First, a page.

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Sep 30
What's so cool about connected tv advertising

What’s so cool about connected TV?

The first television advertisement was executed in July of 1941 during a break in a Major League Baseball game between the Brooklyn Dodgers and the Philadelphia Phillies on WNBT (later WNBC) in New York. Bulova Watches paid $9 to show their brand logo and a clock on the screen for 60 seconds–presumably with a 100 percent market share and video completion rate.

Now, a cultural and economic force spanning nearly 80 years, the television industry, and its accompanying ad model, has gone through many a metamorphosis–but none more impactful than the recent rise of connected TV (CTV) advertising.

What is connected TV?

Connected TV is generally defined as any content or advertising that’s served over-the-top (OTT), thus, not through the traditional television signal or cable/satellite distribution.

As consumers “cut the cable,” they consume content (and ads) via a combination of streaming devices–Roku, Fire, gaming systems, smart TVs–and multiple applications, which effectively have become the new “channels” on our screens. Many applications like Netflix and Disney+ are not ad-supported as they’re based on a subscription model. But most leverage the AVOD model (Ad-Supported video on demand) quite similar to the traditional linear TV/cable model: Hulu, YouTube, Pluto, HBO Max, and Peacock.

A disruptive phenomenon, CTV now enables any advertiser to get their brand’s message on that coveted flat-screen on the wall while the consumer is tuned in to the most relevant content (advertisers can also alternatively or simultaneously target other device types such as phones, tablets, laptops, etc).

Connected TV ads vs. traditional advertising

As the cords continue to be snipped, connected TV is having its moment. As of Q2 2020, streaming now accounts for a quarter of all television minutes viewed, according to Nielsen’s latest Total Audience Report–a steep rise from 19 percent just in Q4 2019. Americans watched an average of 142.5 billion weekly streaming minutes in Q2, versus 81.7 million hours in the second quarter of 2019. Independent buy-side advertising platform, The Trade Desk, reported a 40 percent increase in CTV spend from Q2 2019 to Q2 2020 in their most recent earnings call. As organic consumer trends compounded with COVID-19 lifestyle adoption accelerates the growth and adoption of CTV, the industry is creating scale and efficient pricing. In parallel, rapidly advancing ad technology is creating accessibility for a wider range of advertisers.

CTV is indeed creating a bridge between the two typically isolated silos of traditional advertising (TV, radio, print) and digital advertising (banners, online videos, search, social, etc). CTV is effectively facilitating the digitization of traditional media–and all other traditional mediums will continue to follow (many like audio and radio are already on their way).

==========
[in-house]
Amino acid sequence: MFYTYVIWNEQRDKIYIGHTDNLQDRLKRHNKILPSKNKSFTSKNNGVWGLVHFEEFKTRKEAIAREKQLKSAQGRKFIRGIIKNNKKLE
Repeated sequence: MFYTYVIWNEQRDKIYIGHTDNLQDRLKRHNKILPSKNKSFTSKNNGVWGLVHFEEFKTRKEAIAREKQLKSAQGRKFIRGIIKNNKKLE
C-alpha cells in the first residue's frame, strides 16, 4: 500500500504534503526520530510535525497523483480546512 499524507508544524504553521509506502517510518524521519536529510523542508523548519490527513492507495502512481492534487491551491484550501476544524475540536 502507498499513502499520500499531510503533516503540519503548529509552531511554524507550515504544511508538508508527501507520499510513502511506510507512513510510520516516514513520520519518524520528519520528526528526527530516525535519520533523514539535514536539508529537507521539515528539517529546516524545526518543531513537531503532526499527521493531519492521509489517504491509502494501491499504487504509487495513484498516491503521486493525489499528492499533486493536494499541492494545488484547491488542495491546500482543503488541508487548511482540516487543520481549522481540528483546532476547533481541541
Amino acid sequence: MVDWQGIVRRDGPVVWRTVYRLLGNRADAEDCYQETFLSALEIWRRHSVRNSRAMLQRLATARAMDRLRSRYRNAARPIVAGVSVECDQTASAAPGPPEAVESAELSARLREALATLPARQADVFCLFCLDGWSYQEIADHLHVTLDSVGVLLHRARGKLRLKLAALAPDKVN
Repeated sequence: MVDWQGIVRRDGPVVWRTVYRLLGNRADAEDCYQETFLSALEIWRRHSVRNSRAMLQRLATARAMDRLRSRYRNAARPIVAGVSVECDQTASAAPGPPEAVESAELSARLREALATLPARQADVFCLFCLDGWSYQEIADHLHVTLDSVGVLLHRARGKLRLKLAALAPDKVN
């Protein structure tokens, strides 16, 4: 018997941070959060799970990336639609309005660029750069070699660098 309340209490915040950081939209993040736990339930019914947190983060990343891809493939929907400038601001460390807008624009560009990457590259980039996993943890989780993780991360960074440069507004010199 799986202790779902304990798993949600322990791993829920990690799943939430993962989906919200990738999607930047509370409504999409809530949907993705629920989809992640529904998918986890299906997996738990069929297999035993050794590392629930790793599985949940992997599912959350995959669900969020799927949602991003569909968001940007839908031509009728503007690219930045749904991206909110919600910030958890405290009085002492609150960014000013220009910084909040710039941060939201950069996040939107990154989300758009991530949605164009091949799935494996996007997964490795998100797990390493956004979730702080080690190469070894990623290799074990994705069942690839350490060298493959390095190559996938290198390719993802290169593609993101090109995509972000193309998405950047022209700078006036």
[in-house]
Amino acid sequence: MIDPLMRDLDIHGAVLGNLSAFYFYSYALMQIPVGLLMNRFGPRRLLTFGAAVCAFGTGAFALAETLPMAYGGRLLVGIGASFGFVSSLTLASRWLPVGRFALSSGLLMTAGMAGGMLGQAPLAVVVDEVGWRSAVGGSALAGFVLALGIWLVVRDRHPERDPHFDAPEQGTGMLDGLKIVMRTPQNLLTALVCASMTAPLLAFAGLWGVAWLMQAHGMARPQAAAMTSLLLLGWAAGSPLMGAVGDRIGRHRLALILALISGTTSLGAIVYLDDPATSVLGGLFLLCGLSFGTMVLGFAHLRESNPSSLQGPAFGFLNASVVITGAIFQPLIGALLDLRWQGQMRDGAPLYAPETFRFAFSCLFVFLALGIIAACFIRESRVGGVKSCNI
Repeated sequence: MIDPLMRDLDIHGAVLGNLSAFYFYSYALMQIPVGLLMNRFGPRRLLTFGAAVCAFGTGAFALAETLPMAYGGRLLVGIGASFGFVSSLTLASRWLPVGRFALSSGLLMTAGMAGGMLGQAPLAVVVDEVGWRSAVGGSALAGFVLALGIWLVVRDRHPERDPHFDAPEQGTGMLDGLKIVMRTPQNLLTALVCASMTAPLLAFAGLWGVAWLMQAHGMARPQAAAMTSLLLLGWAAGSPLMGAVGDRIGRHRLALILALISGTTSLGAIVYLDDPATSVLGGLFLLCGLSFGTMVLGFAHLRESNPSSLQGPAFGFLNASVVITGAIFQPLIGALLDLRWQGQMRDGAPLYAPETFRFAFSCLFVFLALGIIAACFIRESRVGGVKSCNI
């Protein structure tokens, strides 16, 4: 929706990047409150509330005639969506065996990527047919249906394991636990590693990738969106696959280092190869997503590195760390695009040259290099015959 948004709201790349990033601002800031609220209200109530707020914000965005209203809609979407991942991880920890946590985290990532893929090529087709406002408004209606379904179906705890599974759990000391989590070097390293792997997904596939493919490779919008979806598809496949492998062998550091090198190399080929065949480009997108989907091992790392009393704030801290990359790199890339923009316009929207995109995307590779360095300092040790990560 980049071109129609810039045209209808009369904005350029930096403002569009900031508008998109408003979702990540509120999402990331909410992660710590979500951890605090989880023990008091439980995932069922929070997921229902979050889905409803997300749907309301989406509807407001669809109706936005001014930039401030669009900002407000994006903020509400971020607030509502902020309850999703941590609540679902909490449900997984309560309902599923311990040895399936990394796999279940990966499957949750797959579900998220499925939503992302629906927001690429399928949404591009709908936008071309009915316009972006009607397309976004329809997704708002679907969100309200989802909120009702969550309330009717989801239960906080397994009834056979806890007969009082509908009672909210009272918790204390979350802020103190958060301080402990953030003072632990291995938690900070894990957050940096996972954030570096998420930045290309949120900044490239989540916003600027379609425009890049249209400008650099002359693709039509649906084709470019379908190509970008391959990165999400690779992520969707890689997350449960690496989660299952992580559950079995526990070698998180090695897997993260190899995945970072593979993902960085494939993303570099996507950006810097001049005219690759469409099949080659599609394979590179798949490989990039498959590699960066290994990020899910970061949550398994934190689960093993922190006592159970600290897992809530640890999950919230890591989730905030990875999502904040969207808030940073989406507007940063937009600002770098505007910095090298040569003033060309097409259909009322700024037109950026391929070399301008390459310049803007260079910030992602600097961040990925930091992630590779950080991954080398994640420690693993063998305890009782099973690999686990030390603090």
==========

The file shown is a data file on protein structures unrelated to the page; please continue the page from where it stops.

The technology building this bridge is programmatic advertising–which is essentially the automation of the advertising and media industry. To run a traditional TV campaign, an advertiser would need to hire a specialty agency to navigate the multiple contracts, middlemen, and fax machines to get their message onto the television screen. Even then, with a lack of targeting, it would be a blunt instrument with a lot of waste.

Conversely, self-serve advertising platforms enable the execution of television advertising with precise control and efficiency–a scalable and targeted campaign can be activated in minutes! And what the consumer sees on the other end of their screen is the exact same thing–a compelling message delivered during the commercial break of their favorite show or game.

What are the benefits of connected TV?

This transformation has brought the core digital advertising benefits into the TV world. It can be purchased quickly with small test budgets. It can be layered with first and third-party data, making it highly targetable and efficient. It can be monitored and optimized in real-time, and the results are highly attributable. And the accessibility of this medium is also driving its growth–nearly any advertiser can now create, test, and grow CTV campaigns.

The CTV democratization of the “big screen” is disruptive and has opened a medium to millions of advertisers that was previously inaccessible. It’s a great trade-off for the consumer as the ads they view have never been more targeted and relevant (sure, frequency capping needs some work). CTV is rapidly growing into a real-time and highly efficient consumer engagement marketplace at scale, all facilitated by platforms and technology running seamlessly in the background.

Not dissimilar to Bulova efforts in 1941, today a fledgling direct-to-consumer (DTC) watch brand can leverage a self-service platform to set up and run a CTV campaign in minutes, presumably with a bit more creativity! With contemporary rates, they could even start with a $9 budget to test a highly targeted ad in front of approximately 250 viewers. And it could be inserted into a Dodgers – Phillies game while being targeted to viewers with specific demographics and even an intent to purchase a watch in the next 30 days. As they see their measurable, real-time results, they can rapidly expand their buy with efficient optimization and growth.

And that’s pretty cool.


About The Author

A seasoned digital media entrepreneur, Andrew Fischer is the CEO and Co-Founder of Choozle, the leading self-service programmatic digital marketing platform which now powers media execution for over 800+ global advertisers. Prior to Choozle, Andrew co-founded and built the RGM Alliance, a premium focused online advertising network that reaches over 120 MM consumers in the US. Andrew holds a BA in Economics from Vanderbilt, and an MBA from UCLA’s Anderson School of Business.